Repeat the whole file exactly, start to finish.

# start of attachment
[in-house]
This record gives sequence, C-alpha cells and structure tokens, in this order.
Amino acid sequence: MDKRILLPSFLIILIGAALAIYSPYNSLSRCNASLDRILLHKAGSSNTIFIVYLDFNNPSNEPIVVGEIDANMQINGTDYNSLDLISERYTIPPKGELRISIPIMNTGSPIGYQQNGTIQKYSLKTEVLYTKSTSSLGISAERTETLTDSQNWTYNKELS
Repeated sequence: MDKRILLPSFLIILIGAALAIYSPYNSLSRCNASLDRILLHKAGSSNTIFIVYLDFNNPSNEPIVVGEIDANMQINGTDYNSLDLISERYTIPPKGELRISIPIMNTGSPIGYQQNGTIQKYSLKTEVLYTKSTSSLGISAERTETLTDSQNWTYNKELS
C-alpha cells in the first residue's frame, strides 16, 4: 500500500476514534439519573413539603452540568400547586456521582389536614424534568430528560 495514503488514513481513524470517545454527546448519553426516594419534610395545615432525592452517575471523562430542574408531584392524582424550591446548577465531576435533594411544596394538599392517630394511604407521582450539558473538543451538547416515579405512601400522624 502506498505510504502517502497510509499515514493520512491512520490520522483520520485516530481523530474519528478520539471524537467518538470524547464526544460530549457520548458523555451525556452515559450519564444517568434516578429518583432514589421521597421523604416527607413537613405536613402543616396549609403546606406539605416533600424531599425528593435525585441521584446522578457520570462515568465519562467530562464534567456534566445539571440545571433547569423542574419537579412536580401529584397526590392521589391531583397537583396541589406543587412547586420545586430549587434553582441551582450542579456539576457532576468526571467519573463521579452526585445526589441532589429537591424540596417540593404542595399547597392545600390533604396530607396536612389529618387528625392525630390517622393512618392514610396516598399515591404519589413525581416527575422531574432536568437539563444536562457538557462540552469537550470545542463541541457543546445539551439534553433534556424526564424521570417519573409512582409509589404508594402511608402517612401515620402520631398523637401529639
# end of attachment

[in-house]
This record gives sequence, C-alpha cells and structure tokens, in this order.
Amino acid sequence: MDKRILLPSFLIILIGAALAIYSPYNSLSRCNASLDRILLHKAGSSNTIFIVYLDFNNPSNEPIVVGEIDANMQINGTDYNSLDLISERYTIPPKGELRISIPIMNTGSPIGYQQNGTIQKYSLKTEVLYTKSTSSLGISAERTETLTDSQNWTYNKELS
Repeated sequence: MDKRILLPSFLIILIGAALAIYSPYNSLSRCNASLDRILLHKAGSSNTIFIVYLDFNNPSNEPIVVGEIDANMQINGTDYNSLDLISERYTIPPKGELRISIPIMNTGSPIGYQQNGTIQKYSLKTEVLYTKSTSSLGISAERTETLTDSQNWTYNKELS
C-alpha cells in the first residue's frame, strides 16, 4: 500500500476514534439519573413539603452540568400547586456521582389536614424534568430528560 495514503488514513481513524470517545454527546448519553426516594419534610395545615432525592452517575471523562430542574408531584392524582424550591446548577465531576435533594411544596394538599392517630394511604407521582450539558473538543451538547416515579405512601400522624 502506498505510504502517502497510509499515514493520512491512520490520522483520520485516530481523530474519528478520539471524537467518538470524547464526544460530549457520548458523555451525556452515559450519564444517568434516578429518583432514589421521597421523604416527607413537613405536613402543616396549609403546606406539605416533600424531599425528593435525585441521584446522578457520570462515568465519562467530562464534567456534566445539571440545571433547569423542574419537579412536580401529584397526590392521589391531583397537583396541589406543587412547586420545586430549587434553582441551582450542579456539576457532576468526571467519573463521579452526585445526589441532589429537591424540596417540593404542595399547597392545600390533604396530607396536612389529618387528625392525630390517622393512618392514610396516598399515591404519589413525581416527575422531574432536568437539563444536562457538557462540552469537550470545542463541541457543546445539551439534553433534556424526564424521570417519573409512582409509589404508594402511608402517612401515620402520631398523637401529639